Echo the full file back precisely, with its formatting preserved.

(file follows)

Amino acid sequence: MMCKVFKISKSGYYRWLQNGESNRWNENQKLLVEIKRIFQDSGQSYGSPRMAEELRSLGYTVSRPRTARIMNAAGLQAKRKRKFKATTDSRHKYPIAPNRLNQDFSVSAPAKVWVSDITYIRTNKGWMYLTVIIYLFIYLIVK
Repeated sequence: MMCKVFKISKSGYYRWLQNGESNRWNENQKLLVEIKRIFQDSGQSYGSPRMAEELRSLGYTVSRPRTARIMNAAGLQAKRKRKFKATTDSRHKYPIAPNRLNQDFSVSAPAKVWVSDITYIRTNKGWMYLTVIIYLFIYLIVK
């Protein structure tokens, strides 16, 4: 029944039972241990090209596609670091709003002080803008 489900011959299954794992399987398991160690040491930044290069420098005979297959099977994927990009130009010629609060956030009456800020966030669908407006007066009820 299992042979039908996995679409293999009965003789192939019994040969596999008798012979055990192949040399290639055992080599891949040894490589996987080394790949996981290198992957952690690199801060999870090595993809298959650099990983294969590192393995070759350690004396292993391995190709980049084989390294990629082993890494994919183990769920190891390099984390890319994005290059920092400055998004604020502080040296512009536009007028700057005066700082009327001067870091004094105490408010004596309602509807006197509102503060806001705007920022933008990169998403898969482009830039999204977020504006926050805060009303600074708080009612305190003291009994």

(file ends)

Amino acid sequence: MMCKVFKISKSGYYRWLQNGESNRWNENQKLLVEIKRIFQDSGQSYGSPRMAEELRSLGYTVSRPRTARIMNAAGLQAKRKRKFKATTDSRHKYPIAPNRLNQDFSVSAPAKVWVSDITYIRTNKGWMYLTVIIYLFIYLIVK
Repeated sequence: MMCKVFKISKSGYYRWLQNGESNRWNENQKLLVEIKRIFQDSGQSYGSPRMAEELRSLGYTVSRPRTARIMNAAGLQAKRKRKFKATTDSRHKYPIAPNRLNQDFSVSAPAKVWVSDITYIRTNKGWMYLTVIIYLFIYLIVK
């Protein structure tokens, strides 16, 4: 029944039972241990090209596609670091709003002080803008 489900011959299954794992399987398991160690040491930044290069420098005979297959099977994927990009130009010629609060956030009456800020966030669908407006007066009820 299992042979039908996995679409293999009965003789192939019994040969596999008798012979055990192949040399290639055992080599891949040894490589996987080394790949996981290198992957952690690199801060999870090595993809298959650099990983294969590192393995070759350690004396292993391995190709980049084989390294990629082993890494994919183990769920190891390099984390890319994005290059920092400055998004604020502080040296512009536009007028700057005066700082009327001067870091004094105490408010004596309602509807006197509102503060806001705007920022933008990169998403898969482009830039999204977020504006926050805060009303600074708080009612305190003291009994």